3. The arrest of the requested person follows, with an initial hearing leading to a more detailed extradition hearing. In urgent scenarios, provisional arrest can occur before receiving the warrant, adhering to human rights considerations like the right to a fair trial.

The National Crime Agency (NCA) plays an important role in Category 1 cases, serving as the central authority in managing these extradition processes. 

The UK courts, including potentially the High Court, oversee these proceedings, ensuring that each step of the extradition process, from the issuance of an Interpol red notice to the final decision, is conducted with due regard for legal and human rights standards. This includes assessing risks like prison conditions and the broader context of the European Convention on Human Rights.

UK Extradition: Category 2 Territory

Category 2 States include countries with which the UK maintains regular extradition relationships. This category includes nations bound by bilateral treaties or those that are signatories to the European Convention on Extradition 1957 or part of the London Scheme for Extradition within the Commonwealth.

A distinctive feature of extradition with Category 2 States is the necessity of prima facie proof of guilt. This contrasts with Category 1 territories, where such a requirement is typically not necessary. Another key difference is the involvement of the Executive branch of the UK government.

In Category 2 cases, the final decision on extradition requests rests with the home secretary, adding an additional layer of scrutiny to the process.

Category 2 States are divided into Types A and B. For Type A countries, there is no requirement to provide prima facie evidence supporting their extradition requests. In contrast, Type B countries are still required to present such evidence. 

Type A Category 2 States include a diverse range of countries such as Albania, Australia, Canada, Hong Kong SAR, Israel, New Zealand, Norway, South Africa, Switzerland, the United States of America, and others.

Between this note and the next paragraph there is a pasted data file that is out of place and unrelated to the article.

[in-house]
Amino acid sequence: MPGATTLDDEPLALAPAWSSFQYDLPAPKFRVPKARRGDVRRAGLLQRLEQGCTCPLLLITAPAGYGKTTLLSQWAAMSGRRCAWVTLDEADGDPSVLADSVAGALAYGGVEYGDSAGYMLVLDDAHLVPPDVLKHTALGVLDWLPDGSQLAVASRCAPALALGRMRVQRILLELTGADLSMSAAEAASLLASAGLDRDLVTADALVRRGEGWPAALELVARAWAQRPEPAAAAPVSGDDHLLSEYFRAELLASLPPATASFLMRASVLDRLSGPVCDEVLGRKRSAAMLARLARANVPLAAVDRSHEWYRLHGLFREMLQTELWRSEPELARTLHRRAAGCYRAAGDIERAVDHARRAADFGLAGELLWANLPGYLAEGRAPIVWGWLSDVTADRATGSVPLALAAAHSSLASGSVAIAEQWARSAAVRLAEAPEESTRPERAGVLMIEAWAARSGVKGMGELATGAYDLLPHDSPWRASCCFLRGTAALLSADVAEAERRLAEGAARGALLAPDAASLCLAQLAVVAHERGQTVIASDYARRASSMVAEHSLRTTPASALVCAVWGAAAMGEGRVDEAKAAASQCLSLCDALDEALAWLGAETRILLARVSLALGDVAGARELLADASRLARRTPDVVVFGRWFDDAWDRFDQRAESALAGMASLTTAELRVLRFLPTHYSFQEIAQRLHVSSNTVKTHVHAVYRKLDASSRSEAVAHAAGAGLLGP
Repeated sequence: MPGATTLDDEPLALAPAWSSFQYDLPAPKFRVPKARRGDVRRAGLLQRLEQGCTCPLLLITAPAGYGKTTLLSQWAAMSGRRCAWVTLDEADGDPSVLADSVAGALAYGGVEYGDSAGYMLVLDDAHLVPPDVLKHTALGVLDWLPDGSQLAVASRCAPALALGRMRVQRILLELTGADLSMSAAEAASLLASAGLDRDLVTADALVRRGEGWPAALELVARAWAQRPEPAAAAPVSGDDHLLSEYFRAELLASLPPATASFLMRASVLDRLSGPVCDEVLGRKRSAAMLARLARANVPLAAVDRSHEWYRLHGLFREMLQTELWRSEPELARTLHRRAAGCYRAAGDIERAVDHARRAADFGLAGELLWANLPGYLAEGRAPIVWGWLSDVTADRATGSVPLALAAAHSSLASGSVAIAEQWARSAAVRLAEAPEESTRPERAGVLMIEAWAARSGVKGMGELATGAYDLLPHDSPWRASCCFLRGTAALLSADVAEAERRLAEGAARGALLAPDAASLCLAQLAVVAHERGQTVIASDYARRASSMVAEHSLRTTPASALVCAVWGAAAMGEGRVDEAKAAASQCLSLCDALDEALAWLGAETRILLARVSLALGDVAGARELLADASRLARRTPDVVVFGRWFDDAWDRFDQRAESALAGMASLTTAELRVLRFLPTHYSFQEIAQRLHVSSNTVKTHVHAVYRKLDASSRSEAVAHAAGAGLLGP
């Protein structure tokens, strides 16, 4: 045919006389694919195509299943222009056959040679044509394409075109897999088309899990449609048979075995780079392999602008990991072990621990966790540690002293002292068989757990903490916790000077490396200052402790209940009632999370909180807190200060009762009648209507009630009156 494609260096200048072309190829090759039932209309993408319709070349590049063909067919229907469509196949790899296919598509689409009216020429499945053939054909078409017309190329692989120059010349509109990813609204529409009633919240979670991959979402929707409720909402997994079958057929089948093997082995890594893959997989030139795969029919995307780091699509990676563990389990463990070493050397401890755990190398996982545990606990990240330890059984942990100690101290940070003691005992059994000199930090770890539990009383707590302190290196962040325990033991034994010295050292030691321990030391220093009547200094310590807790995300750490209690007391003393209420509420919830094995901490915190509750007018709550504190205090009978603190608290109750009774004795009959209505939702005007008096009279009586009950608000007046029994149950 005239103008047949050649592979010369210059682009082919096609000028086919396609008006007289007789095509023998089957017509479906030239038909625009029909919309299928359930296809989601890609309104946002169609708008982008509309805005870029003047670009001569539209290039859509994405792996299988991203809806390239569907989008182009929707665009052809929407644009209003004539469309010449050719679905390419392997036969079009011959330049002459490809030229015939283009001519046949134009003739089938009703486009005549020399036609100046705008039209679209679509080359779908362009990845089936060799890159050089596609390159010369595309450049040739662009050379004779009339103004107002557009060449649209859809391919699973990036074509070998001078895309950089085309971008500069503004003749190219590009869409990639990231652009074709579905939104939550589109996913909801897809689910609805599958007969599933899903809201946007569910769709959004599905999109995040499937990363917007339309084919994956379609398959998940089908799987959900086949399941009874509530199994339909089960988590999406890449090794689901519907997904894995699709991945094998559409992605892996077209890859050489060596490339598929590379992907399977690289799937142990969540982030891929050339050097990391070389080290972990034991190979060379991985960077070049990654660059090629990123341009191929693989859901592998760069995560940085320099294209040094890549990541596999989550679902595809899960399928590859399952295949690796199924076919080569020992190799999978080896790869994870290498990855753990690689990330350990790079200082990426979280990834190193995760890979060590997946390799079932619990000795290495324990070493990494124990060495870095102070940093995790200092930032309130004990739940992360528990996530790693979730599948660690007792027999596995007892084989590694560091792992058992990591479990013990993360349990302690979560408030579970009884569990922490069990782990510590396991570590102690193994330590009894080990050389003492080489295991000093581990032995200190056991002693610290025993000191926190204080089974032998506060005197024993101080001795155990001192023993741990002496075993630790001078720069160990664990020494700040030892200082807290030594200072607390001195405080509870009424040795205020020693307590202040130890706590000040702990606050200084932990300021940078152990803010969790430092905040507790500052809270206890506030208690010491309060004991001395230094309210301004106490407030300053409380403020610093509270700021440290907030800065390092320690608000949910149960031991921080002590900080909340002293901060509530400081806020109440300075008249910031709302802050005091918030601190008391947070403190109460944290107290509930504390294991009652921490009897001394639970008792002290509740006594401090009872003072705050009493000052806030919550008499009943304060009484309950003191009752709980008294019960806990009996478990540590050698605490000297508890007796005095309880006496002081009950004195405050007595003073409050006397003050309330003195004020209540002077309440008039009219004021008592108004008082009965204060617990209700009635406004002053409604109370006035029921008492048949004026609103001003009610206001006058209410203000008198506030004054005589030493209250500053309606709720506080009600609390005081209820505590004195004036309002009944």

On the other hand, Type B Category 2 States include nations like Algeria, Argentina, Bahamas, Bangladesh, Brazil, India, Jamaica, Kenya, Mexico, Nigeria, and many others. 

The extradition process with Category 2 States, irrespective of whether they fall under Type A or B, follows the below steps:

  1. The process begins when a requesting state submits an extradition request to the UK Secretary of State. This request must outline the allegations and the basis for seeking extradition.
  2. Upon receiving the request, the Secretary of State reviews it to determine its compliance with the requisite legal criteria. If the request is deemed valid, the Secretary of State certifies it, signifying that it meets the necessary standards for further consideration.
  3. Following certification, the case is referred to the court. This step ensures judicial oversight in the extradition process.
  4. The judge at the court reviews the case and decides whether to issue a warrant for the arrest of the person sought. This determination is established on the evidence and circumstances presented in the extradition request.
  5. Once the warrant is issued, the requested individual is captured and conveyed before the court. This marks the beginning of the person’s direct involvement in the extradition proceedings.
  6. At this stage, the court conducts a preliminary hearing to establish the framework for the extradition hearing. This includes setting dates and addressing any initial legal issues. At the extradition hearing, the court assesses whether the legal requirements for extradition are met, considering factors like the alleged offence, potential human rights issues, and the overall fairness of the extradition.